USA- Researchers are aiming to unlock the soybean potential through an ambitious initiative led by the University of Illinois Urbana-Champaign (U. of I.) and the U.S. Department of Energy Joint Genome Institute (JGI). 

The project aims to sequence 400 soybean genomes, creating a comprehensive “pangenome” to unveil the wealth of diversity within the genome, ultimately resulting in a more robust and resilient crop.

The soybean pangenome project will meticulously sequence and analyze at least 50 soybean genomes from cultivated lines and wild relatives at the gold standard of modern sequencing – reference quality. 

An additional 350 genomes will be sequenced as high-quality drafts, significantly enhancing the existing soybean reference genome.

This initiative will encompass a diverse range of soybean lines, including perennial relatives and those selected to thrive in harsh conditions. The objective is to equip the industry to embrace a climate-resilient future, a crucial consideration in today’s changing environmental landscape.

Project leader Matt Hudson, a professor in the Department of Crop Sciences at U. of I., emphasized the significance of understanding the genetic diversity present within cultivated soybeans.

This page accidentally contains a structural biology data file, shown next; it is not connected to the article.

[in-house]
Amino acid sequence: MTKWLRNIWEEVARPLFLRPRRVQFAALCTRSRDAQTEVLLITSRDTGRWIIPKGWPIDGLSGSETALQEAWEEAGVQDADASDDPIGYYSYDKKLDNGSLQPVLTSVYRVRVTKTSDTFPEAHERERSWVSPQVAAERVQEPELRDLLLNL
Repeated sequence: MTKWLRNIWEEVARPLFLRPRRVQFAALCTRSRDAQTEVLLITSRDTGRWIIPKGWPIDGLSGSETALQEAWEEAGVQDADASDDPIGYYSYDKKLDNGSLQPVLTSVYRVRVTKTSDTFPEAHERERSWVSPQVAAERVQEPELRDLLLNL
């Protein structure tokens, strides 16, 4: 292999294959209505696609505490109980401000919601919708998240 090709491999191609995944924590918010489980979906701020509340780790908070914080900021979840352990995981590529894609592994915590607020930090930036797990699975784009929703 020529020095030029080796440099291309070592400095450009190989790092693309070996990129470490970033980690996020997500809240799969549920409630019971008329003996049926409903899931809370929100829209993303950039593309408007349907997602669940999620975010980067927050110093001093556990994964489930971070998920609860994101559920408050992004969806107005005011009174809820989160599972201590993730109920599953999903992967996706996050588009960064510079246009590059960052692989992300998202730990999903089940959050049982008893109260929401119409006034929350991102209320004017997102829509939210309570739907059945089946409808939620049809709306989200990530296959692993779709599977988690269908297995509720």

Knowing details of all of the genetic variation should very much enhance and speed up the ability of crop breeders and biotechnology experts to identify important genes and incorporate them into better crops,” he stated. 

The team, in collaboration with U. of I.’s AIFARMS, will be at the forefront of analyzing the vast amount of data generated. Hudson also highlighted the importance of genetic diversity as the raw material for crop improvement. 

However, the existing reference genome falls short of reflecting the true diversity of the crop. The project intends to bridge this gap by sequencing a comprehensive array of soybean genomes.

In analogy to the first human genome, initially pieced together from a narrow demographic, Hudson stressed the necessity to expand the reference to encompass the entire spectrum of genetic diversity. 

The project aims to consult the global soybean breeding community, including industry partners, to prioritize which lines should be included in the sequencing.

Ultimately, this initiative will provide a deeper understanding of the evolution and domestication of modern soybeans, empowering researchers and breeders to select previously hidden genetic variations critical for variety development. 

Given the growing global importance of soybeans as a staple crop and a key bioenergy crop, this project is expected to have a profound impact, particularly benefiting U.S. agriculture.